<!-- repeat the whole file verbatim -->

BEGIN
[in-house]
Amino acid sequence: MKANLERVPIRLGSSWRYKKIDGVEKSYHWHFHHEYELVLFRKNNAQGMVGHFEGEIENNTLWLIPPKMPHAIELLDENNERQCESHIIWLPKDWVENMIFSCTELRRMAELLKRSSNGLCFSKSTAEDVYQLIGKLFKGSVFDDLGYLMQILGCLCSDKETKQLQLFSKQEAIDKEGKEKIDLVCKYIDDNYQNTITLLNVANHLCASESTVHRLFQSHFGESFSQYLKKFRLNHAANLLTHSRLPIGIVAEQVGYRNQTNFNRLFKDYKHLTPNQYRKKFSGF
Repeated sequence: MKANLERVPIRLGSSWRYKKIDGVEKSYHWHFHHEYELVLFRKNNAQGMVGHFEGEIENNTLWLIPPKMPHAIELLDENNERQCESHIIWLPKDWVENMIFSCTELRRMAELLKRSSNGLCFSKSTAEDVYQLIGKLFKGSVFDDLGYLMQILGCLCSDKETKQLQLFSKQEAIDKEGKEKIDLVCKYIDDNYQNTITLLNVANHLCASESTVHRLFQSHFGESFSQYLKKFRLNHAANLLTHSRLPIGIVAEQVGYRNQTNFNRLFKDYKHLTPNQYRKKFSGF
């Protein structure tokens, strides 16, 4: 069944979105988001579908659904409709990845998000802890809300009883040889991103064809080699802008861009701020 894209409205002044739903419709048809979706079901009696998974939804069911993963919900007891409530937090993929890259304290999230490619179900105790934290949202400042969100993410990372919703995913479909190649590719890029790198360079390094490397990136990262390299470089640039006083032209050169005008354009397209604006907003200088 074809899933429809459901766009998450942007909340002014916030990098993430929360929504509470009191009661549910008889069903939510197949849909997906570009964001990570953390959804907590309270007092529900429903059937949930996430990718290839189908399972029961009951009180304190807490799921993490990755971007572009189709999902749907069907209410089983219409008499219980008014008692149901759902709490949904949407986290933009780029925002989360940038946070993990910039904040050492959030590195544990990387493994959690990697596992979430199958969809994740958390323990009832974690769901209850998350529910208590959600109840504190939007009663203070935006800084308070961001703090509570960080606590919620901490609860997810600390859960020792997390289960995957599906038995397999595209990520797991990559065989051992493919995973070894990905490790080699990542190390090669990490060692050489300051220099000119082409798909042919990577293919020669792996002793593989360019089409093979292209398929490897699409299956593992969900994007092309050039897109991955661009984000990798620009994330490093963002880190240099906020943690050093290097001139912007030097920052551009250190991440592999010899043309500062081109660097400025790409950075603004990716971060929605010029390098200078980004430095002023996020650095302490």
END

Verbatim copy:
[in-house]
Amino acid sequence: MKANLERVPIRLGSSWRYKKIDGVEKSYHWHFHHEYELVLFRKNNAQGMVGHFEGEIENNTLWLIPPKMPHAIELLDENNERQCESHIIWLPKDWVENMIFSCTELRRMAELLKRSSNGLCFSKSTAEDVYQLIGKLFKGSVFDDLGYLMQILGCLCSDKETKQLQLFSKQEAIDKEGKEKIDLVCKYIDDNYQNTITLLNVANHLCASESTVHRLFQSHFGESFSQYLKKFRLNHAANLLTHSRLPIGIVAEQVGYRNQTNFNRLFKDYKHLTPNQYRKKFSGF
Repeated sequence: MKANLERVPIRLGSSWRYKKIDGVEKSYHWHFHHEYELVLFRKNNAQGMVGHFEGEIENNTLWLIPPKMPHAIELLDENNERQCESHIIWLPKDWVENMIFSCTELRRMAELLKRSSNGLCFSKSTAEDVYQLIGKLFKGSVFDDLGYLMQILGCLCSDKETKQLQLFSKQEAIDKEGKEKIDLVCKYIDDNYQNTITLLNVANHLCASESTVHRLFQSHFGESFSQYLKKFRLNHAANLLTHSRLPIGIVAEQVGYRNQTNFNRLFKDYKHLTPNQYRKKFSGF
């Protein structure tokens, strides 16, 4: 069944979105988001579908659904409709990845998000802890809300009883040889991103064809080699802008861009701020 894209409205002044739903419709048809979706079901009696998974939804069911993963919900007891409530937090993929890259304290999230490619179900105790934290949202400042969100993410990372919703995913479909190649590719890029790198360079390094490397990136990262390299470089640039006083032209050169005008354009397209604006907003200088 074809899933429809459901766009998450942007909340002014916030990098993430929360929504509470009191009661549910008889069903939510197949849909997906570009964001990570953390959804907590309270007092529900429903059937949930996430990718290839189908399972029961009951009180304190807490799921993490990755971007572009189709999902749907069907209410089983219409008499219980008014008692149901759902709490949904949407986290933009780029925002989360940038946070993990910039904040050492959030590195544990990387493994959690990697596992979430199958969809994740958390323990009832974690769901209850998350529910208590959600109840504190939007009663203070935006800084308070961001703090509570960080606590919620901490609860997810600390859960020792997390289960995957599906038995397999595209990520797991990559065989051992493919995973070894990905490790080699990542190390090669990490060692050489300051220099000119082409798909042919990577293919020669792996002793593989360019089409093979292209398929490897699409299956593992969900994007092309050039897109991955661009984000990798620009994330490093963002880190240099906020943690050093290097001139912007030097920052551009250190991440592999010899043309500062081109660097400025790409950075603004990716971060929605010029390098200078980004430095002023996020650095302490």